Which tent to bring?

9:48 a.m. on May 29, 2012 (EDT)
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Hello, I have a Hilleberg Allak winter tent and a Tarptent Stratospire2 (made with Silnylon) 3 season tent, I will be going to Yellowstone next week and I'm unsure which tent to bring. The weather looks like it will be on the lower to mid 30s at night, right now it's snowing there.  I'm being inclined to take the 3 season tent, but I live and hike mostly on the lower east coast using a Kelty 20 degree sleeping bag, I'm not very used to the cold and my wife is even less used to it.  The silnylon from the Stratospire will add very little protection against the cold and the wind, while the Allak double wall will be perfect, but if I take the Allak I will be carrying an extra 4 lbs of tent.  If it was a little colder and snowing, or a little warmer, the decision would be easier, but staying just around freezing temperatures, the chances of snowfall and the extremities of my tents this decision falls unto a gray area. Anyways, what do you guys suggest? 

10:18 a.m. on May 29, 2012 (EDT)
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Going from Florida to Wyoming?  Better bring the Allak.  The weather in Wyoming is unpredictable, even when it is predicted.

11:38 a.m. on May 29, 2012 (EDT)
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From what I've read around here you definitely want to take the Allak.  I'm not sure what kind (if any) of snow load the tarptent would handle.  You may want to get yourselves some bag liners or one of these: http://www.trailspace.com/gear/adventure-medical-kits/sol-thermal-bivvy/review/19018/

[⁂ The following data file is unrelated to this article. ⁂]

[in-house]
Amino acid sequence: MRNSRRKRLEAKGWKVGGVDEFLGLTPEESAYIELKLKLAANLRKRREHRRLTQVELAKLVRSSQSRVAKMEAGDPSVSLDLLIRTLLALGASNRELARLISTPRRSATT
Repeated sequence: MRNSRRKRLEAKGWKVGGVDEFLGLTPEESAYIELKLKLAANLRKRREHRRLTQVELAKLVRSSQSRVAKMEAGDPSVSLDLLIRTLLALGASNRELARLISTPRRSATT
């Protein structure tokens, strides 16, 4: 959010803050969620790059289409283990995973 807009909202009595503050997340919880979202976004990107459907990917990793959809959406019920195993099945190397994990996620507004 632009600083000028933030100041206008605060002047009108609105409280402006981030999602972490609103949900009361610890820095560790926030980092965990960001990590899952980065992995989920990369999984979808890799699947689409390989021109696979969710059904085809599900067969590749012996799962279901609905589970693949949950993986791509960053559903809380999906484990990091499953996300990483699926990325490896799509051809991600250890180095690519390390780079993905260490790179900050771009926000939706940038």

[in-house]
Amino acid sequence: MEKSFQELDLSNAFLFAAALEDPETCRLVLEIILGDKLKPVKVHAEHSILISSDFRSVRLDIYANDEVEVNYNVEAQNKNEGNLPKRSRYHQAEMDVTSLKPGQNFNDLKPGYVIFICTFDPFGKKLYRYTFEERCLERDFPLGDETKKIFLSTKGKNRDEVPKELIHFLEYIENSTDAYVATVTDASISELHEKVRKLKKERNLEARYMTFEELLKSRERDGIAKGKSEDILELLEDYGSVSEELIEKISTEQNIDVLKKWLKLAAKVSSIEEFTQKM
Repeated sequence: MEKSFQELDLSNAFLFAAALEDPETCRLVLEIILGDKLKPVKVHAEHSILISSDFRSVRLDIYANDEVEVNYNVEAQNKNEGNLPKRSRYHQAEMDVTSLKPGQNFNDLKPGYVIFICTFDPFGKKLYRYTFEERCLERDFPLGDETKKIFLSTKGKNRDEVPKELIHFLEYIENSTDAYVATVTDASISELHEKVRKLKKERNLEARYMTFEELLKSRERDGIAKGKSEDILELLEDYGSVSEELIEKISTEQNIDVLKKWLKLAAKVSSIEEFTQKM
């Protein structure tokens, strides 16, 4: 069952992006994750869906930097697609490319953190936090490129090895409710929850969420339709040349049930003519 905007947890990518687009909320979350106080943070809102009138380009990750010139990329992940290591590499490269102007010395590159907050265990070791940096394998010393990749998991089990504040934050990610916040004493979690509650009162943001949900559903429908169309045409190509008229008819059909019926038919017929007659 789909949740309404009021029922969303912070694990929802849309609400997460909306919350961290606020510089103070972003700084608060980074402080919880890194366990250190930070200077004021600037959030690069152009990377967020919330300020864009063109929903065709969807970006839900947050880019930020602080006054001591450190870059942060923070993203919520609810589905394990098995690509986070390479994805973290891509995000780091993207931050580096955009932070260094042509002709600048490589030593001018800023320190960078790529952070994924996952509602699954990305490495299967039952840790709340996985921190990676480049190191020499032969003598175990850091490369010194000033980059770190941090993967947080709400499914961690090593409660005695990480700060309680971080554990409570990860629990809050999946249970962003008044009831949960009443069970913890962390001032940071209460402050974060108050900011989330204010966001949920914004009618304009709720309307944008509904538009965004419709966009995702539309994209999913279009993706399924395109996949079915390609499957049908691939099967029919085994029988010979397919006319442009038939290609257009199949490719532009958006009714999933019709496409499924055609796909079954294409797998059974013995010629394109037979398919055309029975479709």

12:30 p.m. on May 29, 2012 (EDT)
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Yellowstone has been having snow at Old Faithful this last week, Its clear and sunny now in Jackson Hole just south of the park. It'll be still cooler and possibly rainy up in the park.

12:54 p.m. on May 29, 2012 (EDT)
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To bad you don't have a tent between the two of those. Out of the two, take the Allak.

1:39 p.m. on May 29, 2012 (EDT)
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Well….for a guy who lives in Florida, what better opportunity are you likely to have to use that fabulous Hilleberg tent? :)

On the other hand, I’ve used my thin little three season tent down in the single digit temps (in the snow) with no issues (but also no snow load). But I typically spend most of my days hiking (only in the tent for sleeping) and don’t have my wife with me (major consideration of course)

I guess put me down for “bring the Allak”….

2:03 p.m. on May 29, 2012 (EDT)
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I would also say bring the Allak!  Just because conditions can change drastically in Yellowstone and it may snow while your there..Have a great trip..

2:52 p.m. on May 29, 2012 (EDT)
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Couple questions that might help with a more reasoned answer -

1. Are you strictly car camping or are you going into the backcountry backpacking?

2. Are both your bags 20F bags? What is the lowest temperature you have used them in (both you and spouse)? At that lowest temperature, how comfortable/miserable were you?

If you are strictly car camping, I agree with the above posts - take the Hille! But keep in mind that, even in a double-wall tent, the temperature inside is at best 5 or 10 deg warmer than outside. You will get a bit of help by cutting the windchill factor.

If you are headed out backpacking, I would say take both (assuming you are driving). You will probably need to spend a night camped by the car at the trailhead, so you can try the tarp. If it is warm enough, leave the Hille in the car and go with the lighter weight. I will note that I find my BD Megamid to provide enough wind blockage and almost as warm as any other tent.

But having camped in Yellowstone a few times, I will note that I have had a few chilly nights in my 15F bag in the northern part of the park in July and August. I think 20F bags are marginal (though I have also had overly warm nights in Yellowstone as well). An overbag helps, as does sleeping with some clothes (long johns, especially).

7:47 p.m. on May 29, 2012 (EDT)